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Letters to the Editor, Feb. 20 - 22

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These are dangerous times, America

EDITOR: In my view, DACA recipients are Americans. Many were brought here quite young, pre- and early grade school age. All their lives they’ve been American, educated and steeped in our American culture. Their functional language is English, many hold degrees, and vast majorities are employed and lead productive lives.

It wasn’t their decision to come here, they’ve played by the rules since they’ve been here, they pose no threat to anyone and they’ve become an integral part of the workforce. They are every bit American in every sense of what that means as everyone else. Do we want to boot close to a million such people from this country — people that we grew up with, went to school with, work with and live next door to?

What is their crime that they should be deported — ripped from their families, friends and the only lives they’ve ever known? This is flat out heartless cruelty compounded with rank stupidity.

That’s just nuts and seriously off the track, not to mention fundamentally immoral. It smacks of the darkest days in Europe before World War II. This is Trump’s vision of “America first,” racist and xenophobic, and it’s echoed by a third of the voting public.

We’re led by people who promulgate hatred and fear. These are dangerous times.

Will Shonbrun

Sonoma

Hoping to avoid another bad trip…

EDITOR: I am glad to see the Sonoma City Council’s reluctance to approve pot dispensaries in Sonoma (“Sonoma City Council Extends Cannabis Ban Another Year,” Nov. 8).

Anyone who thinks this is a good idea should take a walk down Pearl Street in Boulder, Colorado where every other place of business is a pot dispensary and take a good look at the quality of the people hanging out there. Most people seeing this would be happy to return to a plethora of tasting rooms in Sonoma.

For the record, I am not against the legalization (and tight regulation) of pot. As a young divorced man some 40 years ago (I am now 80) I briefly dated a woman in New York City who was into pot and let her prevail upon me to try it twice. Having some years before struggled successfully to give up smoking I was reluctant to smoke anything. I found the experience so disorienting, that I successfully vowed never to try it again.

Gregory B. Smith

Sonoma

The wars at home

EDITOR: I’m writing regarding hillside development, and more.

Time for the guidelines to change. And who creates the guidelines? We elect those that then appoint those that create the guidelines. Why do we keep electing people who spew out sound bites as to why they are on our side, but in reality support mega businesses and 1 percenters?

From my perspective the general plan needs to be more specific and long term. What do we want Sonoma and Sonoma Valley to be, in specific terms, in 20 years. And, by specific, I mean an actual plan that specifies in detail what can be built, and where. We need more housing for those that work here and we do not need to expand tourism beyond its present level. There are planned communities to study, where small locally owned and locally serving businesses mix with many types of residential.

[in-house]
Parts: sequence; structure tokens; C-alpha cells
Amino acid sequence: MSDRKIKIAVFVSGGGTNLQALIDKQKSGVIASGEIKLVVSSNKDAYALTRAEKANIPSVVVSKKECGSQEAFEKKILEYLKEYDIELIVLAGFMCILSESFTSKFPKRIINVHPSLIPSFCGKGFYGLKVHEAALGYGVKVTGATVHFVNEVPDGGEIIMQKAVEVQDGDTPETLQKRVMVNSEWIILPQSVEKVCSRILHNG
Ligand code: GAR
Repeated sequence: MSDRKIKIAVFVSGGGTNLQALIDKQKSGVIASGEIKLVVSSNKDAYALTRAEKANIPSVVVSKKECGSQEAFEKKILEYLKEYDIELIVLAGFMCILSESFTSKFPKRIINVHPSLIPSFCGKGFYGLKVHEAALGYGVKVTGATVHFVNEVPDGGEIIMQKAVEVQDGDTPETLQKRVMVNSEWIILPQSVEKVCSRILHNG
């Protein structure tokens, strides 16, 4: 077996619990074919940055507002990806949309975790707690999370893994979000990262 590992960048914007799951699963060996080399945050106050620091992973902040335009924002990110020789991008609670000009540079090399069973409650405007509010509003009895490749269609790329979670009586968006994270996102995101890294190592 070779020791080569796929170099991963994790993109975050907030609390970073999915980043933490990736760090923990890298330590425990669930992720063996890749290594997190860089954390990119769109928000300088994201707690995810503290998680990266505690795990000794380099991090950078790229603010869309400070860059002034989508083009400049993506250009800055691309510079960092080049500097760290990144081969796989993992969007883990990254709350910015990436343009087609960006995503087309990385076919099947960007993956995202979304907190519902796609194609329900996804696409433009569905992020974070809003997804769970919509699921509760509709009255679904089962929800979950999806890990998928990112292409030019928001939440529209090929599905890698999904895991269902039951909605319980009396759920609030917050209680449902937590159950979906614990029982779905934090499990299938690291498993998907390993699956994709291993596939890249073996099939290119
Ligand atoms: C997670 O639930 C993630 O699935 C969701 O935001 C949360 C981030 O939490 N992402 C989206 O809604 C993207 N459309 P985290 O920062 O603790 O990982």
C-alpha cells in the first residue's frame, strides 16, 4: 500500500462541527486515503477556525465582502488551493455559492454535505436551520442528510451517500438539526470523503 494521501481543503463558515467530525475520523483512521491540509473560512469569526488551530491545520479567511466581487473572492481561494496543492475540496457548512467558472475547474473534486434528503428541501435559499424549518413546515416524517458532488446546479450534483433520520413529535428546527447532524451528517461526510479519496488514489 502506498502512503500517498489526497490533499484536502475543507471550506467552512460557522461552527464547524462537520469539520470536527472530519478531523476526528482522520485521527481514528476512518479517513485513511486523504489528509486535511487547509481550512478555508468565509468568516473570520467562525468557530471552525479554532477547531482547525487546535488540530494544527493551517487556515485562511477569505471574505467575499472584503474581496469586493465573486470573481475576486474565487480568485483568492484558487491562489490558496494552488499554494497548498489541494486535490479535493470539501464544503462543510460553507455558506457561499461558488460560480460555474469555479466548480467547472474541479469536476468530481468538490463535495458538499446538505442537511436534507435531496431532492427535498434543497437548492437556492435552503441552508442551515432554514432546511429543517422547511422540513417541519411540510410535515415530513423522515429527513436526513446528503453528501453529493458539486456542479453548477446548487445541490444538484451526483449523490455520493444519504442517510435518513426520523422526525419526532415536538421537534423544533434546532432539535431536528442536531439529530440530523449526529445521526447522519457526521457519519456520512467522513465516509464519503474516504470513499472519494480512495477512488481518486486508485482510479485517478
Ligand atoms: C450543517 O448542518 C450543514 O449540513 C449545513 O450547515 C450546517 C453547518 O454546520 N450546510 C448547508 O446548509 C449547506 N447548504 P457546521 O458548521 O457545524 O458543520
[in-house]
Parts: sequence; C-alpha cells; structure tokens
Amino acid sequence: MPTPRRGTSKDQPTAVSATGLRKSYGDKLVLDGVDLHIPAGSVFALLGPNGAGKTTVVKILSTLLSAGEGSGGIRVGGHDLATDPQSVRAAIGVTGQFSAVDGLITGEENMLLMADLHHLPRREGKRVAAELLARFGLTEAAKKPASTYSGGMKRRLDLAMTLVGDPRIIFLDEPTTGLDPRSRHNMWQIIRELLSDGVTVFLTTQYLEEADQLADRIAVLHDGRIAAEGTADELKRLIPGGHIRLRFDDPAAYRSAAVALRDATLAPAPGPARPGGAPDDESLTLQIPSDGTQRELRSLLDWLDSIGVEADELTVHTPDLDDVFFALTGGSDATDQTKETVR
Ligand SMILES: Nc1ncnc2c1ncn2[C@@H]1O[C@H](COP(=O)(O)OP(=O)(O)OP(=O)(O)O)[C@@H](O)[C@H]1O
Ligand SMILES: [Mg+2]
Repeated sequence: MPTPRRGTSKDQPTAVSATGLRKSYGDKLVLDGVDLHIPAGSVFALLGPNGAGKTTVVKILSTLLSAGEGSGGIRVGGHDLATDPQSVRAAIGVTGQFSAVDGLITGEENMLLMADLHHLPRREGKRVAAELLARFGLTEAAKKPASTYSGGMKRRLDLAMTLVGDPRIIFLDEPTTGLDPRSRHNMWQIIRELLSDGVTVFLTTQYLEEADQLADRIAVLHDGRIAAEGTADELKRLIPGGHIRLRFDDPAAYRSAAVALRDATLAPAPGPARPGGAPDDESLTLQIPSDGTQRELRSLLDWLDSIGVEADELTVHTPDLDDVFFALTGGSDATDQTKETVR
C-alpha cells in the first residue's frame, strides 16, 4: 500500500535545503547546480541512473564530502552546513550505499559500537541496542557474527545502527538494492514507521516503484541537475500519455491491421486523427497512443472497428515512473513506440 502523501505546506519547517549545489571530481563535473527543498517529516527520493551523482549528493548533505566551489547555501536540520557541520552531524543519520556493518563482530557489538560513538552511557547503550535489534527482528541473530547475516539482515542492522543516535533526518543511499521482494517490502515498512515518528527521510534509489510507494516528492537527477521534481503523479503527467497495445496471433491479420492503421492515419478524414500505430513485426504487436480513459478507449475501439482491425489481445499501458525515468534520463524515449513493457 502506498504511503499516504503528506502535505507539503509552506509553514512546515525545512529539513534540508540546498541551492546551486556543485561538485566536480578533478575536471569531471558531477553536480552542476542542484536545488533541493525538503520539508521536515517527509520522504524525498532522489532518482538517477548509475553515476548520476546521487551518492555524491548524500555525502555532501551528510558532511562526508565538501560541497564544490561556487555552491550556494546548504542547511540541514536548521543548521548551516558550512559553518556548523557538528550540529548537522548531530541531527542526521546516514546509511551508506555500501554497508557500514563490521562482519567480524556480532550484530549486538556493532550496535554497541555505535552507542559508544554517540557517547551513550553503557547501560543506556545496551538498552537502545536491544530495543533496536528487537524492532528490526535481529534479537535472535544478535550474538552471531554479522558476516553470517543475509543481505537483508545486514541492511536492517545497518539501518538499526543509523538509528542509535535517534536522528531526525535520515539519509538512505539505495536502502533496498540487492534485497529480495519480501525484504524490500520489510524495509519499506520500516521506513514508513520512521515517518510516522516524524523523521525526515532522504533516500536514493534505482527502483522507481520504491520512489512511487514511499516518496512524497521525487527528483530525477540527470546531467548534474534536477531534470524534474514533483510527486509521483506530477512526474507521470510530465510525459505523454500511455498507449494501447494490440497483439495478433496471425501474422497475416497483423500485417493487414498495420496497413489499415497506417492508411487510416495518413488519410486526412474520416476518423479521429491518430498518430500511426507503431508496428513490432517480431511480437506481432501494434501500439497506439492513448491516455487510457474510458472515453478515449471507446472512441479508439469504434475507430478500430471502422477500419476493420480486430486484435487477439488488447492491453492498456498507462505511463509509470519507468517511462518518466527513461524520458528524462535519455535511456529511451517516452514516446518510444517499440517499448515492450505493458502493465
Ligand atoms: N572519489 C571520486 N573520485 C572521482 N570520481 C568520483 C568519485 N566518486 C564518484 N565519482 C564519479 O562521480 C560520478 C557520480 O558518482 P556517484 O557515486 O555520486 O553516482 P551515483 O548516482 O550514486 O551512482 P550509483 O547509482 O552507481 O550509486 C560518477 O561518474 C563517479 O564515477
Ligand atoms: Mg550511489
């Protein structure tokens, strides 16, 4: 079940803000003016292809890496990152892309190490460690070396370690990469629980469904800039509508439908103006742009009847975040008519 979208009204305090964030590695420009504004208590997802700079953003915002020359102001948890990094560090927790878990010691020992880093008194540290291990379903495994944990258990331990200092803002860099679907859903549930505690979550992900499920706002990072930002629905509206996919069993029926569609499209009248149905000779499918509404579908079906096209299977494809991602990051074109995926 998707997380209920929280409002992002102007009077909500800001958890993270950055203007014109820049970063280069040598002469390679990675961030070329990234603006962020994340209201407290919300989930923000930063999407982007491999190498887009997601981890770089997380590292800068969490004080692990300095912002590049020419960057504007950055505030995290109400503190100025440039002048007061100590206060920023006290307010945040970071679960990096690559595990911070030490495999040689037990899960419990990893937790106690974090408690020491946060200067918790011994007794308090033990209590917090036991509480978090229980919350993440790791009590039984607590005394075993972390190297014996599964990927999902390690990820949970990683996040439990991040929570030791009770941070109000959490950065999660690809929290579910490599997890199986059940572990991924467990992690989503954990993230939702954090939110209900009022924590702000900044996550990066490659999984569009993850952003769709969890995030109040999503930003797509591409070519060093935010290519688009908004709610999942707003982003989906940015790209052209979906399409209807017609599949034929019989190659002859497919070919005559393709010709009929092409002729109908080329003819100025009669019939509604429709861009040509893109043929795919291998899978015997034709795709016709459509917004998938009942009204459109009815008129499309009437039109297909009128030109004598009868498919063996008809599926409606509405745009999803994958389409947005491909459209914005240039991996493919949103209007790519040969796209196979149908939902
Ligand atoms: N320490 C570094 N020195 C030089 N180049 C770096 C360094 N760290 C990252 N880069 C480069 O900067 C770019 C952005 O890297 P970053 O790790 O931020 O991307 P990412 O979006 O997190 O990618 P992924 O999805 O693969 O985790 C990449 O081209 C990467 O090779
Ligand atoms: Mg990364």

We need to get over that everyone needs a giant yard in every neighborhood and that small business cannot be mixed with residential.

With careful and strict planning of what can be built where, open space can be preserved and housing and business can serve us and not those with tons of money. Every time a local official responds to me that what a developer is doing is within the law and none of their business, my head explodes. Yet they freely to toss around terms like workforce housing and commercialization of neighborhoods. Why does each development have to be a little war, fought one at a time? My husband has spent hours and hours helping to fight each of these little wars.

If we hold our elected officials feet to fire and demand a real plan, we can change this dynamic.

Josette Brose-Eichar

Boyes Hot Springs

The road to Parnassus

EDITOR: In reading the article about our hospital joining forces with the University of California San Francisco (“Sonoma Hospital to Affiliate with UCSF,” Feb. 6) it gives me great hope that our Valley will soon be able to provide kidney dialysis for residents that currently must travel 40 miles (round trip), several times a week, to get their treatments. Some of these residents are in their 80s and 90s and I am sure the back and forth can be very taxing on their energy, time and finances (Uber, cabs, para-transit or, for the fortunate, friends).

If anyone from the hospital staff can address this issue, I’d be happy to know what the plan is.

Carol Davis

Sonoma